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Thermostable artificial enzyme isolated by in vitro selection.

Morelli A, Haugner J, Seelig B - PLoS ONE (2014)

Bottom Line: This process commonly results in a simultaneous reduction of protein stability as an undesired side effect.Concurrently, the melting temperature of ligase 10 C increased by 35 degrees compared to these related enzymes.These results highlight the versatility of the in vitro selection technique mRNA display as a powerful method for the isolation of thermostable novel enzymes.

View Article: PubMed Central - PubMed

Affiliation: Department of Biochemistry, Molecular Biology, and Biophysics, University of Minnesota, Minneapolis, Minnesota, United States of America, & BioTechnology Institute, University of Minnesota, St. Paul, Minnesota, United States of America.

ABSTRACT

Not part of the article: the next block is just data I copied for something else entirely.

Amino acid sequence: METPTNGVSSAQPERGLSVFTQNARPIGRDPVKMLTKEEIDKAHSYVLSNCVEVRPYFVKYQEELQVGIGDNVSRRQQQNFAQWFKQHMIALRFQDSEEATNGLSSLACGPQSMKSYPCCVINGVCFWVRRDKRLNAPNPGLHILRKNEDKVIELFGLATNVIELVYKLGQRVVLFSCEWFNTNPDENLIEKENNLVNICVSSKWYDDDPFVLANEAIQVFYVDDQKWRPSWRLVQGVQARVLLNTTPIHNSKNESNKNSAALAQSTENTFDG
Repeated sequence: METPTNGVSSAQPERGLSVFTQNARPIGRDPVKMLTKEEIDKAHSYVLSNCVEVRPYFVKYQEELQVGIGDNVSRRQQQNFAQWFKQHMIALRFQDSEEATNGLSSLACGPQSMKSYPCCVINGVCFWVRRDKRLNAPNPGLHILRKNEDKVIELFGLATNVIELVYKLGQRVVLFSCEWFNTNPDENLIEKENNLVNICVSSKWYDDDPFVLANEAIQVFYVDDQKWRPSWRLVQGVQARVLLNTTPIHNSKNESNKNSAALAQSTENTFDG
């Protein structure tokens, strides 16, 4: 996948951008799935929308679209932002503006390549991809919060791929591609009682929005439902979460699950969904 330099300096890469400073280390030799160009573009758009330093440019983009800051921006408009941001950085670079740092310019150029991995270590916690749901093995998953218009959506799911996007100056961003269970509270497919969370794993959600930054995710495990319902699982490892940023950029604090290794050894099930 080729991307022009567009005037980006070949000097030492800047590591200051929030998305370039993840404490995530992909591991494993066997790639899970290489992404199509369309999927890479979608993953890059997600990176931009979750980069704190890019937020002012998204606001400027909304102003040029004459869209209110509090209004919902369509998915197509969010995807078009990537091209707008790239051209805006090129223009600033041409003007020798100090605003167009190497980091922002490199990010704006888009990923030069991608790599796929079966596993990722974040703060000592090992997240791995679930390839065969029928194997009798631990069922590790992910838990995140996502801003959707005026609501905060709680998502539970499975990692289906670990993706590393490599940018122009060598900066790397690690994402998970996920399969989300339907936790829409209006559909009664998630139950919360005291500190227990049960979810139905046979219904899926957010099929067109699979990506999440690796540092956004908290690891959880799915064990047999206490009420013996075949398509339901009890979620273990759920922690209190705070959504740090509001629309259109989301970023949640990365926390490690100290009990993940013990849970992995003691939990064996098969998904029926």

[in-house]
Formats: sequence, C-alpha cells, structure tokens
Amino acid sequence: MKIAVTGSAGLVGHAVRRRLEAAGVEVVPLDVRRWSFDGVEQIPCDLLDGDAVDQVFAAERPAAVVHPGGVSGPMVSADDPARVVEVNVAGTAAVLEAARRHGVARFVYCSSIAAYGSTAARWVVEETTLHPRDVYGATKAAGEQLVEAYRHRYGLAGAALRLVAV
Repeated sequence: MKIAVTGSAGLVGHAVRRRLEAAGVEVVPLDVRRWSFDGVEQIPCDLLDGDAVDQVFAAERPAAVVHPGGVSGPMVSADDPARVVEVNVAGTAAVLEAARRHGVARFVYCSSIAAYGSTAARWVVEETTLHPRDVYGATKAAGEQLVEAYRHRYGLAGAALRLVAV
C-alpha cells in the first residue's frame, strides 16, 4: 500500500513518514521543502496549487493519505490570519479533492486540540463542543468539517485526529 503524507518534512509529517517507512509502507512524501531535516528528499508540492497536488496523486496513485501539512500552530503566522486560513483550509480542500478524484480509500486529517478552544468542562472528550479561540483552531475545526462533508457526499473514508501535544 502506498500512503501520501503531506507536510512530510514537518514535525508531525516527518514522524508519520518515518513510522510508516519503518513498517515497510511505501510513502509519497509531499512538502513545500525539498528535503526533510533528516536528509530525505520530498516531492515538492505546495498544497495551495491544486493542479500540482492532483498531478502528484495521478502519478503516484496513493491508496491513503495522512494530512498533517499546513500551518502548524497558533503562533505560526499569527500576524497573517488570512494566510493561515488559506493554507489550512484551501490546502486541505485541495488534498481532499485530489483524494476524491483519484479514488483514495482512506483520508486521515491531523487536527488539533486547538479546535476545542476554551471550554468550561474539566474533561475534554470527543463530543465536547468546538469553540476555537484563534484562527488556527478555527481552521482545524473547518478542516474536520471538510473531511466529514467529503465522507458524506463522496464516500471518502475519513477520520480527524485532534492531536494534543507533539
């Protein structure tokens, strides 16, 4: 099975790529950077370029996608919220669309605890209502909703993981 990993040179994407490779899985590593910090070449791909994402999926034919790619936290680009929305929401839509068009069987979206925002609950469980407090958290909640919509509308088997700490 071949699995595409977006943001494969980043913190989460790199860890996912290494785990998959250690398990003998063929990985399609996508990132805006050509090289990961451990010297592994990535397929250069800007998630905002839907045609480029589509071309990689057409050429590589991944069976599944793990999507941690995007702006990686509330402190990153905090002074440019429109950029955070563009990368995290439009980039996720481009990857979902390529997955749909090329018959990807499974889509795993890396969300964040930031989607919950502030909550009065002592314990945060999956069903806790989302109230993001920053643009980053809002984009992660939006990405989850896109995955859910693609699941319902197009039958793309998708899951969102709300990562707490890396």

Artificial enzymes hold the potential to catalyze valuable reactions not observed in nature. One approach to build artificial enzymes introduces mutations into an existing protein scaffold to enable a new catalytic activity. This process commonly results in a simultaneous reduction of protein stability as an undesired side effect. While protein stability can be increased through techniques like directed evolution, care needs to be taken that added stability, conversely, does not sacrifice the desired activity of the enzyme. Ideally, enzymatic activity and protein stability are engineered simultaneously to ensure that stable enzymes with the desired catalytic properties are isolated. Here, we present the use of the in vitro selection technique mRNA display to isolate enzymes with improved stability and activity in a single step. Starting with a library of artificial RNA ligase enzymes that were previously isolated at ambient temperature and were therefore mostly mesophilic, we selected for thermostable active enzyme variants by performing the selection step at 65 °C. The most efficient enzyme, ligase 10 C, was not only active at 65 °C, but was also an order of magnitude more active at room temperature compared to related enzymes previously isolated at ambient temperature. Concurrently, the melting temperature of ligase 10 C increased by 35 degrees compared to these related enzymes. While low stability and solubility of the previously selected enzymes prevented a structural characterization, the improved properties of the heat-stable ligase 10 C finally allowed us to solve the three-dimensional structure by NMR. This artificial enzyme adopted an entirely novel fold that has not been seen in nature, which was published elsewhere. These results highlight the versatility of the in vitro selection technique mRNA display as a powerful method for the isolation of thermostable novel enzymes.